The most obvious election night flop in Germany was that turned in by the Free Democrats. For the first time ever, the party will not be sending delegates to the federal parliament in Berlin.
But the Green Party, which as recently as 2011 looked like it might challenge the center-left Social Democratic Party (SPD) for the honor of being Germany's second largest party, also imploded. On Sunday, it managed a mere 8.4 percent of the vote, well below the 10.7 percent it won in 2009 -- and far, far below expectations.
Now the finger pointing has begun in earnest -- despite the fact that there remains a theoretical possibility that the Greens could end up as Chancellor Angela Merkel's junior coalition partner. On Monday, the party announced it would choose a new leadership team at a congress scheduled for November. Green co-chair Claudia Roth said that, after 13 years as one of the party's leaders, she will not be running for a top slot. Both parliamentary floor leader Renate Künast and Jürgen Trittin, one of the Greens' two top candidates in Sunday's election, followed Roth's example on Tuesday. Katrin Göring-Eckhardt , the party's other top candidate, has not yet indicated what she plans to do.
The pressure will be great to step down. Already, former party bigwigs and current leaders have begun venting their frustrations, with former Foreign Minister Joschka Fischer leading the way.
"It looks almost as though the current leadership of the Greens has gotten older but still hasn't grown up," Fischer told SPIEGEL following Sunday's vote. "They followed a strategy that not only failed to win over new voters, but drove away many old ones." Noting the party's focus on tax hikes and social spending during the campaign, Fischer said that emphasizing a "leftist course" was a "fatal mistake."
Former party head Reinhard Bütikofer has likewise not been complimentary of the current Green leadership. "The failure … to engage in a serious debate with Chancellor Merkel regarding … her policies for Europe granted her political hegemony" on the issue, he told SPIEGEL. He also criticized Trittin for being a mouthpiece of the party's left wing.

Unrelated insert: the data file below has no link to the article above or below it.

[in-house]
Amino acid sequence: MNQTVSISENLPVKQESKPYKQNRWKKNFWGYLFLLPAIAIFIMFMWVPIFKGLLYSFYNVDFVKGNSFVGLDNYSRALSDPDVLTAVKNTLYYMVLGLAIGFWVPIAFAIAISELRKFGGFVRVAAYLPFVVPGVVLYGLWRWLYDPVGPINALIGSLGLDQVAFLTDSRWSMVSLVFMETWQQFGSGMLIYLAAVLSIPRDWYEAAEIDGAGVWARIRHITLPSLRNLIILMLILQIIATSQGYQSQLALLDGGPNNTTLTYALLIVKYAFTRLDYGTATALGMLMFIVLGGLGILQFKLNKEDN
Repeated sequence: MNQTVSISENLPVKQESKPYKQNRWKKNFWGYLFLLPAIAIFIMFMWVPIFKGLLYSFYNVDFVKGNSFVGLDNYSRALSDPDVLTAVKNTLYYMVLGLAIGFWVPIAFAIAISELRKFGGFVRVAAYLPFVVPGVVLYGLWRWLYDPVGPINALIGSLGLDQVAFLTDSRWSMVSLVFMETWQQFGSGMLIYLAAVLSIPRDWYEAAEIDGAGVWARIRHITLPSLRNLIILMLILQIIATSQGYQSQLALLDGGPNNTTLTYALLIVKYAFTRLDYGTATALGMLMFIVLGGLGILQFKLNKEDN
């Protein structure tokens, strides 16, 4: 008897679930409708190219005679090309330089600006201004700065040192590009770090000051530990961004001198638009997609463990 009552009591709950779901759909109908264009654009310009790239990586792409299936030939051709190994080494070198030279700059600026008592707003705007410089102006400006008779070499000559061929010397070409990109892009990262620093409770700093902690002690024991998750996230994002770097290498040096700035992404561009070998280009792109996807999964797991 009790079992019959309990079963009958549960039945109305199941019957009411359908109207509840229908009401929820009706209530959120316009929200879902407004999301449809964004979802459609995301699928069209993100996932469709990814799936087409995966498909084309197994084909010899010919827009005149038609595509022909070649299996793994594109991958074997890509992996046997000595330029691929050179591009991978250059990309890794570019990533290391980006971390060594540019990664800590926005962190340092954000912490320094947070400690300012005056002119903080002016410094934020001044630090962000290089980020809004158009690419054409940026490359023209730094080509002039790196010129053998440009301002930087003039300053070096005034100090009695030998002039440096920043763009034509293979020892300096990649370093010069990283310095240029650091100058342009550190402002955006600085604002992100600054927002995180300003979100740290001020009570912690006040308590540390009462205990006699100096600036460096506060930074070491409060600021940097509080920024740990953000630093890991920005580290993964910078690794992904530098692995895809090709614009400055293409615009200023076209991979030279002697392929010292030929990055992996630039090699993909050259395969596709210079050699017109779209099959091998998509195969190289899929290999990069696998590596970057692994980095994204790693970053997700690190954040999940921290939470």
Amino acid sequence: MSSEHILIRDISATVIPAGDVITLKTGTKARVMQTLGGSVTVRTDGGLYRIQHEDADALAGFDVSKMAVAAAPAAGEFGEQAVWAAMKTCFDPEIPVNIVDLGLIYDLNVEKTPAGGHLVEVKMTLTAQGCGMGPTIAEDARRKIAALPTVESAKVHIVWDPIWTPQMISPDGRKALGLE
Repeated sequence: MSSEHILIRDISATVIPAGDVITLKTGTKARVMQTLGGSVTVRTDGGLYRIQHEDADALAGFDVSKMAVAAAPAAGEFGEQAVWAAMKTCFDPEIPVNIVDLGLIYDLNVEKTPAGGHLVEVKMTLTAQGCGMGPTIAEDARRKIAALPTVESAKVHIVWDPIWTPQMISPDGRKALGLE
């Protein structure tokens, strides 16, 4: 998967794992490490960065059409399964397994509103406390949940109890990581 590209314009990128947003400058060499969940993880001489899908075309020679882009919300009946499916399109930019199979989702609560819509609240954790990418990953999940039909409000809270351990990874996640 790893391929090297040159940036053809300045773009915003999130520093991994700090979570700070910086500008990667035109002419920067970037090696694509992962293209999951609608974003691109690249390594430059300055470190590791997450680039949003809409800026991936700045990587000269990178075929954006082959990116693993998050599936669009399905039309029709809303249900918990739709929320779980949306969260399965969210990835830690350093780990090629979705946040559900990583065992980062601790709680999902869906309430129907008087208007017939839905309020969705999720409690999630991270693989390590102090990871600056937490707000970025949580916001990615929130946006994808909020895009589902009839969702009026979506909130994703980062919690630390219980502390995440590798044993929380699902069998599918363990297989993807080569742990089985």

There is, he said, "no way around" a leadership reshuffle.
Sunday's election result was a major comedown from recent expectations. Though Merkel has hinted that she will at least sound out the Greens as she seeks to build a coalition, there is little appetite on either side for an alliance. Indeed, Horst Seehofer, the head of the Christian Social Union (CSU), the Bavarian sister party to Merkel's Christian Democrats, ruled out a partnership with the Greens in an interview with SPIEGEL, to be published on Wednesday. "I can only say that a flirtation with the Greens, particularly in its current constellation, would immediately strengthen the extremist right wing," Seehofer said.
That means that the Green Party is likely staring at its third consecutive legislative period on the opposition bench. By itself, that is not terribly surprising -- polls had long shown that a victory for the Social Democrat/Green pairing was a long shot. But it had always been assumed that the SPD would be the weaker party in such a pairing. As recently as 2011, the Greens were riding a wave of unprecedented support and spent months polling above 20 percent nationwide.
Heavy on Social Issues
But it didn't take long for the numbers to start dropping. There were several reasons for the plunge. Initially, it was merely a correction following the bubble of support created by the March 2011 nuclear disaster at Fukushima. But the party appeared to genuinely believe that it could become a third, broad-based party with mass appeal on the model of the CDU or SPD -- a so-called Volkspartei.
To that end, it assembled a campaign platform heavy on social issues to go along with a pledge to raise taxes instead of focusing on its traditional areas of environmental issues, Europe, education and gender equality. An ill-advised proposal to introduce one vegetarian day a week in German cafeterias didn't help. Pollsters have identified the tax plans as one of the primary reasons for the party's poor showing on Sunday.
Many critics both within the party and elsewhere say the Greens came off as know-it-alls in the campaign. "We have developed the image of a schoolmarm party, which we never wanted," Green Party member Robert Habeck, who is energy minister for the state of Schleswig Holstein, told SPIEGEL. He said the party's campaign platform read as if it sought to "morally enlighten humanity," adding that the party "had lost its last shred of magic."
There was, though, more to the Green collapse than just its platform and its campaign. Jürgen Trittin has also faced criticism in recent weeks for his involvement in the Green Party's pedophilia scandal. In August, it became known that Trittin provided his tacit approval in the 1980s to the party's call for striking laws banning pedophilia in Germany. Trittin expressed his regret, but the timing of the revelations, even though they related to an event that took place 30 years ago, could not be overcome.
Seehofer referred to the scandal in his interview with SPIEGEL, saying that one of the reasons he couldn't imagine a partnership with the Greens was the "past of Jürgen Trittin and Volker Beck," another member of the party implicated in the pedophilia scandal. "That upset me more than anything has in quite a while," Seehofer said. "For me, a line has been crossed."
The Green Party, meanwhile, appears to be heading for a difficult process of evaluation and reinvention. "We would be wise to question everything and everyone," Habeck told SPIEGEL. "We can't just return to business as usual. We could have made history in this campaign ... We have missed an extraordinary opportunity."